Blake Gopnik surveys fall 2009 contemporary art in N.Y.C.
Sunday, November 22, 2009
The term "contemporary art" no longer refers to the art of the moment. It refers to a certain kind of art, born in the late 1960s, that's got a particular look and feel and way of doing things attached to it -- every bit as much as "Renaissance" or "baroque" art do. Watercolors of boats at anchor, or even heartfelt abstractions, don't really count as "contemporary art"; close-up photos of old pennies do.
Anyone looking for a crash course on the "contemporary" should head to New York City over the coming weeks. A recent blitz of the city's nonprofits and commercial spaces revealed one of the best seasons in years.
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Performance art and '1969' at P.S.1
Right now, an art trip to New York needs to start with the better part of a day spent at P.S.1 Contemporary Art Center, in a huge old school in Queens.
The repurposed classrooms on its third floor are hosting "100 Years (version #2, ps1, nov 2009)," a survey of the first century of performance art. Don't be put off by the awkward title -- or by the unpromising-sounding subject. The glory of this show is that it lets you take in the very greatest hits of this influential art form, without also having to sit through some naked guy in a Batman mask peeling 1,000 bananas. The performances, dating from the first days of futurism, before World War I, up through Matthew Barney and beyond, are mostly on video, sometimes projected but also filling room after room of monitors. That means you can spend a few minutes watching Trisha Brown and her dancers walking across the walls of the Whitney Museum in 1971, move on to see the entire tape of Chris Burden getting shot in the arm, and then graze through any number of more current works, from Vanessa Beecroft's creepy accumulations of naked fashion models to a video of Sweden's Klara Liden doing wild dances in a commuter train, to the surprise of fellow riders.
One floor down, a survey show called "1969" fills us in on the more static origins of contemporary art. For this show, P.S.1 has plundered the collections at the Museum of Modern Art, with which it is affiliated, pulling out works from that watershed year. The show doesn't really give an evenhanded view of the art of that moment: It's short on all the splashy abstractions many MoMA curators would in fact have been admiring. Instead, "1969" gives a wonderful survey of the 40-year-old art that happens to matter most to us now, mostly of a conceptual or political bent. Carl Andre's floor works, Gerhard Richter's prints and Nam June Paik's experiments in video were crucial steps on the way to where we are today. Both shows continue through April 5. http:/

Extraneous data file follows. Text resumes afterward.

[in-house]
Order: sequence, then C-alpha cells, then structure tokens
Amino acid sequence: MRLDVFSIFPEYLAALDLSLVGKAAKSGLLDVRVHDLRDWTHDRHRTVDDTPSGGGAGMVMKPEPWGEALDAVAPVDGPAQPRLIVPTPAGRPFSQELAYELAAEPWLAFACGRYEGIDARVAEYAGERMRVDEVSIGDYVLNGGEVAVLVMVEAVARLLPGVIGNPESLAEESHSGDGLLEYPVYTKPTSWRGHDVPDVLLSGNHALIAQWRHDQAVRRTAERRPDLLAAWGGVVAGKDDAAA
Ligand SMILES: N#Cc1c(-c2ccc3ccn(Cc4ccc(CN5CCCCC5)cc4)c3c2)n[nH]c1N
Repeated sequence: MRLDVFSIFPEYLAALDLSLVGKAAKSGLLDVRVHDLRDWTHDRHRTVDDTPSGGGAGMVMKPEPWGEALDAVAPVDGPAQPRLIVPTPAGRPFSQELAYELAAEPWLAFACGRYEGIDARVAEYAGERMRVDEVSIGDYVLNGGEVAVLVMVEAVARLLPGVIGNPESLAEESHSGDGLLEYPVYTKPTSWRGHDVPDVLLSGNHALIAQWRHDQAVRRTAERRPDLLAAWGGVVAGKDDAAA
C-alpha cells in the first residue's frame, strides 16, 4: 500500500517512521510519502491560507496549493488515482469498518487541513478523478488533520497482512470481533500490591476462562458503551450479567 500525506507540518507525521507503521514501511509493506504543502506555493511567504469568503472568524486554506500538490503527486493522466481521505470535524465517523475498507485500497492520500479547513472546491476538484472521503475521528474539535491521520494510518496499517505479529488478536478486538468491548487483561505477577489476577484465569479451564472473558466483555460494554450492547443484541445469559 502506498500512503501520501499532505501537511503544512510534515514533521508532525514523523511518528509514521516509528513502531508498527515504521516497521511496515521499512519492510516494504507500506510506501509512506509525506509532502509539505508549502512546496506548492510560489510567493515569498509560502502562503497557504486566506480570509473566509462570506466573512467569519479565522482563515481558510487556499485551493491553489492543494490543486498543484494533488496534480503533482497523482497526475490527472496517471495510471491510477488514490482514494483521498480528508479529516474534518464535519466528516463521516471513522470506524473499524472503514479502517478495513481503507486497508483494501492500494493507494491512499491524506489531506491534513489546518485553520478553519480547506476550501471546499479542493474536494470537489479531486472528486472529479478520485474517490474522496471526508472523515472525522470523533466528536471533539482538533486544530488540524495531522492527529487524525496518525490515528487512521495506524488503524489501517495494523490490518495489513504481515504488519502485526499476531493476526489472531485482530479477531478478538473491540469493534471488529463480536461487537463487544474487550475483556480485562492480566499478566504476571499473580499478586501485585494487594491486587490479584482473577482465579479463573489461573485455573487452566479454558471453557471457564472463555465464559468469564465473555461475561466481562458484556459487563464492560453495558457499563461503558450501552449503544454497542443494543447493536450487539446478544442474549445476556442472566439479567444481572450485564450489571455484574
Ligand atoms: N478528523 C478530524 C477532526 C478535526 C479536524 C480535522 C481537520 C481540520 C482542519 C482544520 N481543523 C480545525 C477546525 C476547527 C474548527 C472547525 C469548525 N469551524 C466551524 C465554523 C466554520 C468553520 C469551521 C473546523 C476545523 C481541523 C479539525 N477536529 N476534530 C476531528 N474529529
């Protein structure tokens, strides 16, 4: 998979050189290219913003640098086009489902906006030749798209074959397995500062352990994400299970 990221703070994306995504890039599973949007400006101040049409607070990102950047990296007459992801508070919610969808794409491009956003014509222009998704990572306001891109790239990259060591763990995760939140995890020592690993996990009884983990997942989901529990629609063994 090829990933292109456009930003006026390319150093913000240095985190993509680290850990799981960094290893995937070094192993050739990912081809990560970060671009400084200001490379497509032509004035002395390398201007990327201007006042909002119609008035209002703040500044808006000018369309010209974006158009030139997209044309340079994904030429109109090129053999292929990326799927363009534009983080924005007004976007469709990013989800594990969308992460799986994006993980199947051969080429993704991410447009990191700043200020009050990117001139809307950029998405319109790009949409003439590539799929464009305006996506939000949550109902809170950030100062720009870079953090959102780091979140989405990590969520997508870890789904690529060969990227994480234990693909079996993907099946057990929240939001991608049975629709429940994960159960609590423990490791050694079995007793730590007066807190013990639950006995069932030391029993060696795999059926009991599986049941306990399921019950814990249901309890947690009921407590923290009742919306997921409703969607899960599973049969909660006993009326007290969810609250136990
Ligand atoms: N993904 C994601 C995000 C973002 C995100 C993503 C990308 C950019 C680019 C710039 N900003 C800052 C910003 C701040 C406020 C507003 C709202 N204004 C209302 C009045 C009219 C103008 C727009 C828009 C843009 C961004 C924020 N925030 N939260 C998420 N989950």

Mike Kelley and Michael Smith at SculptureCenter
Performance art and late-'60s counterculture are very much at the root of a huge new installation being shown at SculptureCenter, a nonprofit in a huge industrial space a few blocks from P.S.1. Mike Kelley, one the most prominent art provocateurs in Los Angeles, and Michael Smith, a veteran avant-gardist based in Brooklyn and Austin, have teamed up to make "A Voyage of Growth and Discovery." Once again assuming a persona he calls Baby Ikki, Smith paid a visit to the Burning Man festival in the Nevada desert. Six giant projections show us Smith, clad in a diaper and sucking on a pacifier, as he toddles wide-eyed through this festival of bizarre adult (mis)behavior. Blaring techno music and a setting of vaguely geodesic sculptures help complete the bizarre but irresistible effect. Through Nov. 30. http:/
Spencer Finch at Postmasters
Spencer Finch is at the opposite extreme from the noise of Kelley and Smith. His art whispers. Think of him as the Vermeer or Chardin of contemporary art. He's due to be featured next fall at the Corcoran Gallery of Art, but his latest Chelsea show makes a good introduction. It includes two casual-looking photos of a sunlit studio wall, shot identically but 24 hours apart. Only the shadows are different, quietly marking the 2.56 million kilometers Earth traveled on its orbit in that time. A nearby ceiling piece, also astronomical, shines 384 LEDs, of different colors and intensities, down through holes in the bottoms of suspended soup cans. Look up and you see a perfect re-creation of the constellations Hector and Achilles would have seen as they fought before the gates of Troy in about 1200 B.C.
In a darkened back gallery, Finch re-creates the light that's cast at night onto his studio wall in Brooklyn. Shining through a cardboard cutout of his studio window, naked light bulbs stand in for streetlights; a flashlight crudely taped to a model train replaces the moving headlights of passing cars. Through Nov. 28. http:/
Simon Starling at Casey Kaplan
The latest show by this British conceptualist based in Copenhagen is titled "Red White Blue." It focuses on a tangled web of connections between works by British sculptor Henry Moore at the Hirshhorn Museum in Washington and at the Hiroshima City Museum in Japan. The heart of Simon Starling's show is a huge, Calder-like mobile that balances a half-scale bronze model of Moore's "Atom Piece" (from Hiroshima) against two half-size copies of Hirshhorn pieces known as "Fallen Warrior" and "Bridge Prop." The back story -- about the Hirshhorn's founding by a uranium tycoon, the origins of "Atom Piece" as a tribute to atomic fission and Moore's role as a sponsor of the Campaign for Nuclear Disarmament -- is as important as the objects on display.